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Utah Asked USDOE for ESSA Testing Waiver to Honor Parents’ Rights; USDOE Said (Wait for It…) No.

June 7, 2018

On May 01, 2018, Utah state superintendent Sydnee Dickson sent this waiver request to Betsy DeVos’ USDOE regarding parental rights to opt their children out of state tests– as protected by state law. The Every Student Succeeds Acts (ESSA) (the latest version of the Elementary and Secondary Education Act of 1965, or ESEA) requires that 95 percent of eligible students participate in state tests in order to qualify for Title I funding.

A primary concern is that scoring opt-out students’ tests as zeroes skews test-based school accountability and potentially misidentifies “low performing” schools– with opt-outs “highest” at charter and virtual schools. Some excerpts:

The waiver request, if granted, would enable the state to maintain one coherent accountability system, allow Utah to more accurately identify schools in need of improvement, and avoid undermining the transparency of our accountability system, including the ability of policymakers, educators, parents, and students to make informed decisions.

Utah policymakers strongly support parents’ rights in directing and overseeing a student’s education. State law authorizes a parent to excuse a student from taking a statewide assessment…. State law also requires the Utah State Board of Education (USBE) to prevent negative impact to a local education agency’s (LEA) or an LEA’s employees through the school accountability system due to parental opt-out….

ESEA section 1111(c)(4)(E) requires that, for the purpose of measuring, calculating, and reporting on the achievement indicator in the school accountability system, a state education agency must include in the denominator the greater of the number of students participating in the assessments or the number equal to 95 percent of all students. This methodology essentially requires states to include non-tested students as zeros, or non-proficient, in the calculation of the achievement indicator for a school when the assessment participation rate of a school is below 95 percent. …

Parental opt-out in Utah is not highly concentrated in Title I schools or among traditionally underserved student groups. Only twelve percent of the schools with an opt-out rate above five percent are Title I schools (about one-third of our schools overall are Title I schools). Additionally, students who are not economically disadvantaged and not minority are choosing to opt-out of statewide assessments at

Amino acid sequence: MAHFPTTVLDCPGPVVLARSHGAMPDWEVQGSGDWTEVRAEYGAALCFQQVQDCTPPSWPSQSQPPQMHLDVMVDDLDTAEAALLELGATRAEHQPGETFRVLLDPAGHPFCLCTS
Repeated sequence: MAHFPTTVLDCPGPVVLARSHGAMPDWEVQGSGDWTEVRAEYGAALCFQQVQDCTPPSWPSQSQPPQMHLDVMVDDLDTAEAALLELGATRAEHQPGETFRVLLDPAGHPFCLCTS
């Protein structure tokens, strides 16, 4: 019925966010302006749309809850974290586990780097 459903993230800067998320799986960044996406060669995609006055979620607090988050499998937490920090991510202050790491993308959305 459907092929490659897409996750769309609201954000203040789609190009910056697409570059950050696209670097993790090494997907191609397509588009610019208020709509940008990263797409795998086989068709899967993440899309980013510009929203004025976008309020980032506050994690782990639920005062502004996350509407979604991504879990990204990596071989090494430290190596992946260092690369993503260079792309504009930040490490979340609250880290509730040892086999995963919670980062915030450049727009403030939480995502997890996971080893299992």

higher rates than other student groups….

Utah’s accountability system operates under the theory of action that the accountability indicators accurately measure school performance and therefore: 1) accurately identify gaps in achievement; and 2) accurately identify the lowest performing schools in need of state support and improvement resources. Counting non-tested students as non-proficient in school accountability calculations undermines the validity of the accountability system by inferring that non-tested students are non-proficient. The reality is that the proficiency of the non-tested student is unknown. The intent of the ESSA requirement is presumably to
eliminate perverse incentives to discourage low performing or targeted groups of students from participating in statewide assessments. However, this policy does not translate as intended in a state with liberal parental opt-out laws. …

The accountability system is used to identify low performing schools and direct school improvement resources to the lowest performing five percent of schools in the state, with the intention of advancing student academic achievement. Counting non-tested students as non-proficient in school accountability calculations (ESSA methodology) may redirect resources away from schools where students have the lowest proficiency levels and highest academic needs to the schools with high opt-out rates. Charter schools and online schools in Utah would be disproportionately impacted by applying this methodology because opt-out rates are highest in these educational settings.

USDOE said nothing doing. From USDOE’s waiver denial letter to Dickson, signed by “principal deputy assistant secretary” Jason Botel. The heart of Botel’s reasoning is as follows:

At the core of the ESEA are the requirements that each state that receives Title I, Part A funds adopt challenging academic standards and aligned academic assessments that the State administers to all public students in the State. These provisions ensure that a State holds all students to the same State-determined challenging academic standards and annually measures whether students have learned the content those standards demand. The State assessments provide invaluable information to parents…